Hearth and Heart: The Beauty of Representation in Nicholas Kharkongor’s Axone
October 21, 2019
For a mouth-watering meal, smoked pork stirred with axone (akhuni) — fermented soya bean paste with chives, bamboo shoots and ghost pepper — is irreplaceable. In director/writer Nicholas Kharkongor's film, Axone, these become ingredients for chaos. Kharkongor visualises food as a metaphor for belonging and ethno-nationalism. Those attempting to cook are friends who live and eat together and primarily belong to communities who live in the northeast side of India. They form a myriad cast going about their everyday lives as aromas of the piquant axone spreads through the neighbourhood.
The beginning shots open on the panopticon called New Delhi. It is truly gratifying to follow Parasher Baruah's camera through Delhi's Humayunpur. There are many small worlds we are invited to observe. Hurrying down the alleys, we have our protagonists holding hands, confronting bullies, peddling food and ideas. Here a Punjabi family that lets out rooms to tenants from Africa and various states of the northeast India. It is a truly transnational migrant enclave.
The film brings to fore a satire on racial exclusion in the Indian metropolis at one level, and a yearning and projection of individual desire and expectations from their present lives on another. This makes Axone a well-woven narrative about the experiences of a migrant generation, eager to recapture their own lost youth in their homelands. They find that in David Larammawia's graffiti—marked walls, small popular eateries, and in each other—which is why cooking the Axone together is important.
There is one scene that stood out for me – my own tower of Babel. We see Minam's friends desperately trying to convince someone, anyone, to share a space for a few hours so that this malodorous food can be cooked. The Axone is being cooked for Minam's special day. They speak in different tongues that inexplicably reflect the multicultural belonging and sense of community, as well as the anxiety of social exclusion. The emotions that pour out of these women and men cannot be contained in Hindi and English – they take form of Meiteilon, Nepali, Kokborok, Axomiya, Nagamese, even Bengali and Punjabi. And as Kharkongor informed his audience after the sreening, this was a handful of the 200 tongues that are spoken in the northeastern states, some of which are now endangered or almost extinct.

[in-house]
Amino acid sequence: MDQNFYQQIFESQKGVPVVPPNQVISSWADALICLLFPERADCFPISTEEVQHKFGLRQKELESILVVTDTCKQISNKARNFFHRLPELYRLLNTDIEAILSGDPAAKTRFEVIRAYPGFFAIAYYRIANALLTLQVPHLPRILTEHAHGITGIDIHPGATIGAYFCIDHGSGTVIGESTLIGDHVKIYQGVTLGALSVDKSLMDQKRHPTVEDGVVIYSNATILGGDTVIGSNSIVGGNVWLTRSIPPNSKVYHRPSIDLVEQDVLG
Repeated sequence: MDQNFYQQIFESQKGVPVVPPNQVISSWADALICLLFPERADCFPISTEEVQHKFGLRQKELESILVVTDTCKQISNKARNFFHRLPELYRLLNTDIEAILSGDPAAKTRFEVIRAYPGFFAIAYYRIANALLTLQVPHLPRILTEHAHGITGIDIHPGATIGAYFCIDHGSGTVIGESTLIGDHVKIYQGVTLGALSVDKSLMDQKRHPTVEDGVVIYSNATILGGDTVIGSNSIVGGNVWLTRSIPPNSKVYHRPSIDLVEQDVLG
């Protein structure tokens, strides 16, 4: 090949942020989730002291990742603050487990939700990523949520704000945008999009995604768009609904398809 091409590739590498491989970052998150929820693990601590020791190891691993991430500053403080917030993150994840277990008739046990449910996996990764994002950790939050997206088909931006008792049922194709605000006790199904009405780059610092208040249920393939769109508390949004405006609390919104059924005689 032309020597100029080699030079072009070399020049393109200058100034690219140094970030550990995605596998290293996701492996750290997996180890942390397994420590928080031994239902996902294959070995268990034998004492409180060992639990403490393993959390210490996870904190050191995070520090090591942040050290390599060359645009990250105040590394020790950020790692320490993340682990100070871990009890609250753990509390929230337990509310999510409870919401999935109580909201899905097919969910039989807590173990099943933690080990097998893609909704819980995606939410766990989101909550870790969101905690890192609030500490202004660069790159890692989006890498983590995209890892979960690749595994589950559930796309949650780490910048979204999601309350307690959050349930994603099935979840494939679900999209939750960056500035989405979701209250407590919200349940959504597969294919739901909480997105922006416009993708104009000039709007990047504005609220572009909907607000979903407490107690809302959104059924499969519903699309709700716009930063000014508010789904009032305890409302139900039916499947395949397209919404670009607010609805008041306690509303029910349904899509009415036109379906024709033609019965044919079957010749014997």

The film rides on the able shoulders of Lin Laishram as Chanbi and Sayani Gupta as Upasana, both of who are splendidly complemented by Tenzin Dalha playing Zorem and Lanuakam Ao as Bendang. Gupta's quiet exuberance and Laishram's measured delivery, even in the most complex scenes, are a significant feat. Dalha's simplicity gives the film a beautiful energy. Lanuakam's embittered expressions convey every experience a migrant may feel away from home. Dolly Singh Ahluwalia, Vinay Pathak and Rohan Joshi play the many shades of the landlords in Delhi caught in a bind. In a rare role, Adil Hussain closely observes the neighbourhood through the day. Asenla, whose character is mostly present in her absence, and who holds all friendships and arguments together, plays Minam. Merenla Imsong, who plays Balamon delivers an important line with candour, “if we all look the same, how do you know when a different northeasterner knocks on the doors of your neighbour?”
We do not ask much of our neighbour, let alone neighbouring states. Living in a JNU hostel almost a decade ago, I remember a bevy of guards and the hostel warden marching towards my neighbour's room to find her heating nakham bitchi. Amidst laughter, a guard compared the overpowering aroma of fermented fish to the odour from a drain—a statement that is both ignorant of regional traditions and offensive at thesame time. In a similar vein, the film's reference to Arunachal Pradesh's Nido Tania's lynching and subsequent death in 2014 in New Delhi contributes to an important sub-plot on physical offence against individuals we refuse to identify with. At present it belongs to a continuum of violence that is based primarily on ideas and identity markers of social exclusion. Tajdar Junaid's soulful background music may erase the memories of violence momentarily. When the wedding party steps onto the street with Mangka Mayangbalam's powerful voice praising divinities in a traditional Meitei song, it felt as if the metropolis has come to a standstill as they gazed at the shimmering stars from the hills and the valleys.
Debanjali Biswas is a doctoral scholar in performance studies and cultural anthropology at the India Institute, King’s College, London. Her thesis ‘Performance and Violence in Everyday Life in Manipur’ is an ethnography on the Meitei performative traditions and the lineage of violence in contemporary Manipur which she completed on the Commonwealth Scholarship.
The author of the review attended the World Premiere at the BFI London Film Festival on October 2. Axone is scheduled to be screened at the Mumbai Film Festival on October 19, 21, 23 2019.
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